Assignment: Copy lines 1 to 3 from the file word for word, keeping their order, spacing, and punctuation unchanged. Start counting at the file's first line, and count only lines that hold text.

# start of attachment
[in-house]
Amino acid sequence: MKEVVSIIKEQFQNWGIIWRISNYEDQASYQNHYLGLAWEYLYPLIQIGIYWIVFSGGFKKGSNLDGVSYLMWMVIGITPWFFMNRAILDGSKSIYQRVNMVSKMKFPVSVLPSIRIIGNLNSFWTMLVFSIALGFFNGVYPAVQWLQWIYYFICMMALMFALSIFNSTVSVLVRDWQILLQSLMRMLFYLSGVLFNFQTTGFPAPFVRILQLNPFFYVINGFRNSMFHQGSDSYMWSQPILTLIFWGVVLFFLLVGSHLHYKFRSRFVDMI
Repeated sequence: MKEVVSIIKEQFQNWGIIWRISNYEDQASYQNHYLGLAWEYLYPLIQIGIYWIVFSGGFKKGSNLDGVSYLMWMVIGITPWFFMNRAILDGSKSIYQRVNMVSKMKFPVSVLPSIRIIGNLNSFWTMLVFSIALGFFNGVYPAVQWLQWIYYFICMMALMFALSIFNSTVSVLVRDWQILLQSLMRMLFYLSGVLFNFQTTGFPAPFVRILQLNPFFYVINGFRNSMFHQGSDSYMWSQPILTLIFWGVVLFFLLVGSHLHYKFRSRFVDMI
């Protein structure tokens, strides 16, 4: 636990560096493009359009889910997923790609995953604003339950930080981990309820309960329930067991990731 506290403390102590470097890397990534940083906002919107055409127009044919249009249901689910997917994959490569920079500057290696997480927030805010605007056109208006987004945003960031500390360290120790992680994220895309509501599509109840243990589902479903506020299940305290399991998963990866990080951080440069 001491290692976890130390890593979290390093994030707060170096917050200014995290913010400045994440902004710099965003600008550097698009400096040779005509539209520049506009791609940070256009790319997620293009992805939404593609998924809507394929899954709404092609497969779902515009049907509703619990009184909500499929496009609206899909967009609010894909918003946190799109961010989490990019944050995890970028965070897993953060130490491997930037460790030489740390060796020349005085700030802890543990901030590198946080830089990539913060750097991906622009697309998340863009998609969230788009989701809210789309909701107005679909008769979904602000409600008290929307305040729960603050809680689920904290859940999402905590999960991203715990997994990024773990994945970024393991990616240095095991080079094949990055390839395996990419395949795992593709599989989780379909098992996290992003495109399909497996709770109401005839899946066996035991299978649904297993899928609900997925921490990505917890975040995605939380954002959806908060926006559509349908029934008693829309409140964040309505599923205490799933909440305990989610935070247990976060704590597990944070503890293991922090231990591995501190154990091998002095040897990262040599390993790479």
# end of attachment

[in-house]
Amino acid sequence: MKEVVSIIKEQFQNWGIIWRISNYEDQASYQNHYLGLAWEYLYPLIQIGIYWIVFSGGFKKGSNLDGVSYLMWMVIGITPWFFMNRAILDGSKSIYQRVNMVSKMKFPVSVLPSIRIIGNLNSFWTMLVFSIALGFFNGVYPAVQWLQWIYYFICMMALMFALSIFNSTVSVLVRDWQILLQSLMRMLFYLSGVLFNFQTTGFPAPFVRILQLNPFFYVINGFRNSMFHQGSDSYMWSQPILTLIFWGVVLFFLLVGSHLHYKFRSRFVDMI
Repeated sequence: MKEVVSIIKEQFQNWGIIWRISNYEDQASYQNHYLGLAWEYLYPLIQIGIYWIVFSGGFKKGSNLDGVSYLMWMVIGITPWFFMNRAILDGSKSIYQRVNMVSKMKFPVSVLPSIRIIGNLNSFWTMLVFSIALGFFNGVYPAVQWLQWIYYFICMMALMFALSIFNSTVSVLVRDWQILLQSLMRMLFYLSGVLFNFQTTGFPAPFVRILQLNPFFYVINGFRNSMFHQGSDSYMWSQPILTLIFWGVVLFFLLVGSHLHYKFRSRFVDMI